Monday, March 22, 2010

The Weekly Strike-3/22-3/28

Good morning and welcome to the Weekly Strike on this momentous Monday. For the first time in our country's history, we have the framework in place so that every American can have affordable, comprehensive health insurance. It seemed so unlikely just weeks ago, but now it is a victory for progressivism as large as Social Security and Medicare. We'll talk about last night's vote and the aftermath, but first let's give credit to two brave politicians: President Barack Obama and Speaker Nancy Pelosi. These two fought the odds and the political winds to get this done.

HEALTH CARE: The outcome of the vote was no longer in doubt after about 4pm yesterday, when anti-abortion Rep. Bart Stupak announced a deal with the White House for an executive order that would bring aboard a cadre of pro-life Democrats. For the six hours that followed, we dealt with anticipation similar to Election Night 2008, and the climax occurred at the same time of night, around 11pm.

After a debate filled with extreme rhetoric from the Republicans, including charges of tyranny and communism, the House was finally ready to begin voting. The first vote was to approve the Senate-passed bill verbatim. This was the most important vote, because with its passage, even if nothing happened with the sidecar reconciliation bill, health care would be the law of the land. The Senate bill was approved by a vote of 219-212. All Republicans opposed the bill, including Rep. Joseph Cao (LA) who voted yes on an earlier version in November. The list of 34 Democratic defectors is as follows. This group must not get away with this "no" vote. They should be held accountable to primary challengers for going against the Democratic Party's top priority:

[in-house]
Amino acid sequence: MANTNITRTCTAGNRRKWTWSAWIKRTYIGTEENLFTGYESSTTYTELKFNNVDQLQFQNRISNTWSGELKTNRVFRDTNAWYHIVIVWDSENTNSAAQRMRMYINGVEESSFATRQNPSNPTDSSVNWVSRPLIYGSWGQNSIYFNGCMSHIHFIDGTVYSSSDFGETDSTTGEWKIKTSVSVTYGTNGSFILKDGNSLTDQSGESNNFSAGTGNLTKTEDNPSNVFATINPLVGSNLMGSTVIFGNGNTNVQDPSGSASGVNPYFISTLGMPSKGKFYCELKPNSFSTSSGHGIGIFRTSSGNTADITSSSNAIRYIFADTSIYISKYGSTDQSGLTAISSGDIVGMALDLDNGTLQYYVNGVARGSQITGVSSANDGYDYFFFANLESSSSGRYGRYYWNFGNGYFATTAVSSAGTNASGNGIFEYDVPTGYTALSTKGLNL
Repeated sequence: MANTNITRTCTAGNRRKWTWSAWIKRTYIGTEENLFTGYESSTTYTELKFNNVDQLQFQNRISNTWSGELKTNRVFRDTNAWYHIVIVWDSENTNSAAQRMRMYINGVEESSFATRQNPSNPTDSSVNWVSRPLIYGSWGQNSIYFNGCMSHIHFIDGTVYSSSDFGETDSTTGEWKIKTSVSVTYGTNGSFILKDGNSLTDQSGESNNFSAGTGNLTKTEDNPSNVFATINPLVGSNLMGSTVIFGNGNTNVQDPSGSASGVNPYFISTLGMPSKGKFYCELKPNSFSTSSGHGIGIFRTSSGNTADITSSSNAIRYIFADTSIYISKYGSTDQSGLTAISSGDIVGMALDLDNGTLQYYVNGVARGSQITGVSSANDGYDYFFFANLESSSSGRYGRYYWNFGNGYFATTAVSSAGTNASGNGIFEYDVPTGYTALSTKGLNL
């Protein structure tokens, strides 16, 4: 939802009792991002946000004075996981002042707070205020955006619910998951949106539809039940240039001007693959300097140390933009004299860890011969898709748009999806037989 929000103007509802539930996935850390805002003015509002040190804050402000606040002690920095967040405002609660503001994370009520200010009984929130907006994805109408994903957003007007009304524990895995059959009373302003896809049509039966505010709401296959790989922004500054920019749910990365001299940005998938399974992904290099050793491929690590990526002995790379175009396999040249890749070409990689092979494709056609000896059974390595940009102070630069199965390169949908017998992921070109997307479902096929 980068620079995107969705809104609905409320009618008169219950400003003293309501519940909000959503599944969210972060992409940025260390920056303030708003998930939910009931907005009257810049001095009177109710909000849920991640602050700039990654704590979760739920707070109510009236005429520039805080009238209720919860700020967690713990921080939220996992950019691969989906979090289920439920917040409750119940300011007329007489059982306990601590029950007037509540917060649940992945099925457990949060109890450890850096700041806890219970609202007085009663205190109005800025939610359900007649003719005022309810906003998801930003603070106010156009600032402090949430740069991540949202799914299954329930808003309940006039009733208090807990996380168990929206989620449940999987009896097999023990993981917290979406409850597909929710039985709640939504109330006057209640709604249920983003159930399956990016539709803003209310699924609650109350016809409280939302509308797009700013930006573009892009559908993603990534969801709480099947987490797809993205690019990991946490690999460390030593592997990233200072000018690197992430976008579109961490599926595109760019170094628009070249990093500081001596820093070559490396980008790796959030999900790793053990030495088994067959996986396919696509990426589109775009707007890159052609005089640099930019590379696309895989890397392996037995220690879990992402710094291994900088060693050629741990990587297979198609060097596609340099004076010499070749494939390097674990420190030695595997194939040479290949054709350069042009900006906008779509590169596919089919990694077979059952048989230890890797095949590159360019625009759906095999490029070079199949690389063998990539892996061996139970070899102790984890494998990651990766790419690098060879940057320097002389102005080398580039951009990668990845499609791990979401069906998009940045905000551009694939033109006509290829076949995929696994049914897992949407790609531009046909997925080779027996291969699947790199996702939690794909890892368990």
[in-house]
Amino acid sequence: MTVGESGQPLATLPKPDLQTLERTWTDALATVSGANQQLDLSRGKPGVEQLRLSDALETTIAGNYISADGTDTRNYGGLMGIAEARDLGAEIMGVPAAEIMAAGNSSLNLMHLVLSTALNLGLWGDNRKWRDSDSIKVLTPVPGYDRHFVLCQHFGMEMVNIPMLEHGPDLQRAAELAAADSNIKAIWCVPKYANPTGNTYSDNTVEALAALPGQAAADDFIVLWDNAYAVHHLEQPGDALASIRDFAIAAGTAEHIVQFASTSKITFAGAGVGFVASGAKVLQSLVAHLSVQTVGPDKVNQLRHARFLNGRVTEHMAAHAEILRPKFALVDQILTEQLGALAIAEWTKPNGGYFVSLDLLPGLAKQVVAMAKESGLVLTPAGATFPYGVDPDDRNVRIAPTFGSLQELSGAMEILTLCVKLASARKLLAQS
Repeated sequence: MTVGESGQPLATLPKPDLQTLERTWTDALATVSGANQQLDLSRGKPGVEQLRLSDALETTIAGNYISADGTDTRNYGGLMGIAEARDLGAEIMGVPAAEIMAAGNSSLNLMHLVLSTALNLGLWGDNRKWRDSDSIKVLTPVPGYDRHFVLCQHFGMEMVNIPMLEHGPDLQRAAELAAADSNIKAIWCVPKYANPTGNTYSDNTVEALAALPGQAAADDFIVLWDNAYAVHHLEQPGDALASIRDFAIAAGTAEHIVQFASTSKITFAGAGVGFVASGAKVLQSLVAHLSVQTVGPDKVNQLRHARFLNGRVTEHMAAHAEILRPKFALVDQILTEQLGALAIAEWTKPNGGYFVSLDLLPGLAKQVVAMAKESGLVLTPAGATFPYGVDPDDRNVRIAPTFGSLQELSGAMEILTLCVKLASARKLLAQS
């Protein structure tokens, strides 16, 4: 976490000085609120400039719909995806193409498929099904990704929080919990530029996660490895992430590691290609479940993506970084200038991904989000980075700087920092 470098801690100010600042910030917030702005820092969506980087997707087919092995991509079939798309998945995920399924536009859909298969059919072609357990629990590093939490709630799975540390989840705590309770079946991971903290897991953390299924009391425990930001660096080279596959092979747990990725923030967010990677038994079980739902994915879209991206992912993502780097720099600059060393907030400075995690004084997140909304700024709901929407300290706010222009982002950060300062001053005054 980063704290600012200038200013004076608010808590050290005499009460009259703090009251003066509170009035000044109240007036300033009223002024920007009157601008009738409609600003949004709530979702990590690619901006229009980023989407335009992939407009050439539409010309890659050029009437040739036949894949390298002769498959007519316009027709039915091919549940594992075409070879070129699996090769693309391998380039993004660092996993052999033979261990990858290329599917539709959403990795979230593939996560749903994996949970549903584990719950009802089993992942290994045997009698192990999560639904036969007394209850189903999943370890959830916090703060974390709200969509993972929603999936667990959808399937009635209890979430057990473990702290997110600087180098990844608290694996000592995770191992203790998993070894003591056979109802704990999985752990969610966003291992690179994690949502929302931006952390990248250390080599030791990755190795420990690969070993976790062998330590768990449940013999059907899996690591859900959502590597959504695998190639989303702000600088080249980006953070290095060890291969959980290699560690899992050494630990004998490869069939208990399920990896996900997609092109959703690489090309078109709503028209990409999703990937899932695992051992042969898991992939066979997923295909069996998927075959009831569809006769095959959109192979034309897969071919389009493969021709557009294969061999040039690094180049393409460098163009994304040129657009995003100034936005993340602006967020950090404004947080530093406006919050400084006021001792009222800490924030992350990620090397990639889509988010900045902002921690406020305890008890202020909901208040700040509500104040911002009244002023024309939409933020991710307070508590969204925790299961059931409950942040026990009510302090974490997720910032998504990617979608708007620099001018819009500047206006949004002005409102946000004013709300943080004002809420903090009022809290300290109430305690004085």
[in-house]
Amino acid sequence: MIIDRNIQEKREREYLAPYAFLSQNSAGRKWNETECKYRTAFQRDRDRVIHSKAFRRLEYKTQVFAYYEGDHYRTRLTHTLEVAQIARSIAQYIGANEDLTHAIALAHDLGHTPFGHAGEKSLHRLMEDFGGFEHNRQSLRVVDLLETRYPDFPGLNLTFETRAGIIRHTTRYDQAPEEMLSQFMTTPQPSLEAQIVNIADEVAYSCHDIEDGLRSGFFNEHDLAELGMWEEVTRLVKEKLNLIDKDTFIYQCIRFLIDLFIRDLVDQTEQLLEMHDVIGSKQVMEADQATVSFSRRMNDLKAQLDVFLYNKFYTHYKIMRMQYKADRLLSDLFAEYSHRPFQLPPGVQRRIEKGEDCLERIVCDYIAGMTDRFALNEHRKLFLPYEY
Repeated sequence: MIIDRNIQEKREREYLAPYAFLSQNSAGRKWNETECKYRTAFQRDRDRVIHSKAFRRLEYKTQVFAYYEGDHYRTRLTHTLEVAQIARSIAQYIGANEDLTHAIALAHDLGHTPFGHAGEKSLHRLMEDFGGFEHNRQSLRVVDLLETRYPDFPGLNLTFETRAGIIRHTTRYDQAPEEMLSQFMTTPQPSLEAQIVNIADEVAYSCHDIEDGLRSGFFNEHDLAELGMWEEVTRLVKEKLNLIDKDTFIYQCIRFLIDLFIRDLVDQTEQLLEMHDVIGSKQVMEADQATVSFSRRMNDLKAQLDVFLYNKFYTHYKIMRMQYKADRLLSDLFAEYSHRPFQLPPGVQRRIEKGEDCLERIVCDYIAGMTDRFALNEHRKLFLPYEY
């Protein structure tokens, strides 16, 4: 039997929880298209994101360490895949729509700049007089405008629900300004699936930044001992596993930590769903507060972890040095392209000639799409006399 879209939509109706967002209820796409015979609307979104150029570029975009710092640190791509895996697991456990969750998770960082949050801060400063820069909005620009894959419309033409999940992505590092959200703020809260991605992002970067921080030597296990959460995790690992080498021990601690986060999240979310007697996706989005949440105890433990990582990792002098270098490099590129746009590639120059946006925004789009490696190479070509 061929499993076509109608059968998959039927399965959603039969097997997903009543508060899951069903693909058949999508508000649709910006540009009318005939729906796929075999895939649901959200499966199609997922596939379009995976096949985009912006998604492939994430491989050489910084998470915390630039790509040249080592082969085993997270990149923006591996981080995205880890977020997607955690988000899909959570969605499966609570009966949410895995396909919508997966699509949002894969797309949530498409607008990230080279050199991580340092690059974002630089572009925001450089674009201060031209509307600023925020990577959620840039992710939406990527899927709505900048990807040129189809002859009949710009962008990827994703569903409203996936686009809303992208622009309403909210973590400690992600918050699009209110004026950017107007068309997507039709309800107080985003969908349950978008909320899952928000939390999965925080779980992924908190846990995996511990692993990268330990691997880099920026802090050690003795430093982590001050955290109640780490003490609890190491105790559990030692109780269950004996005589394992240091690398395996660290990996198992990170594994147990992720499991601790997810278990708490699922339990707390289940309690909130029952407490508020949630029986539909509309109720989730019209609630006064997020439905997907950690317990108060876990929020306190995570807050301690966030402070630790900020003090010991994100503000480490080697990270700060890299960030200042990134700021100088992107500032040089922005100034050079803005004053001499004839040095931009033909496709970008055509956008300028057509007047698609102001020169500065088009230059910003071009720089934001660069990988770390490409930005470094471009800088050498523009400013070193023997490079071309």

Altmire (PA), Arcuri (NY), Barrow (GA), Berry (AR), Boren (OK), Boucher (VA), Bright (AL), Chandler (KY), Childers (MS), Davis (AL), Davis (TN), Edwards (TX), Herseth Sandlin (SD), Holden (PA), Kissell (NC), Kratovil (MD), Lipinski (IL), Lynch (MA), Marshall (GA), Matheson (UT), McIntyre (NC), McMahon (NY), Melancon (LA), Minnick (ID), Nye (VA), Peterson (MN), Ross (AR), Shuler (NC), Skelton (MO), Space (OH), Tanner (TN), Taylor (MS) and Teague (NM).

The House then voted on one last Republican motion to change the bill. The Republican motion would have inserted the Stupak anti-abortion language into the bill, a move that was clearly intended to bring down the bill entirely. Stupak himself bravely stood up against this measure, knowing that it would bring down the entire health care bill. Someone on the House floor yelled "baby killer!" during Stupak's speech. I'm not a fan of the guy, but I felt a lot of sympathy for him at that moment. The motion failed 199-232. All Republicans supported it, as did the 21 Democrats below:

Altmire (PA), Barrow (GA), Berry (AR), Boren (OK), Bright (AL), Chandler (KY), Childers (MS), Costello (IL), Davis (TN), Donnelly (IN), Holden (PA), Lipinski (IL), Marshall (GA), Matheson (UT), McIntyre (NC), Melancon (LA), Peterson (MN), Ross (AR), Shuler (NC), Skelton (MO) and Taylor (MS).

The final vote was on the reconciliation bill, which is full of fixes to the Senate measure. Many House Democrats conditioned their support of the Senate bill on this separate package. It also includes a monumental overhaul of the country's student loan industry. The bill passed 220-211. The only changes from the vote on the Senate bill were switches from no to yes from Lipinski (IL) and Lynch (MA), and a switch from yes to no from Cooper (TN).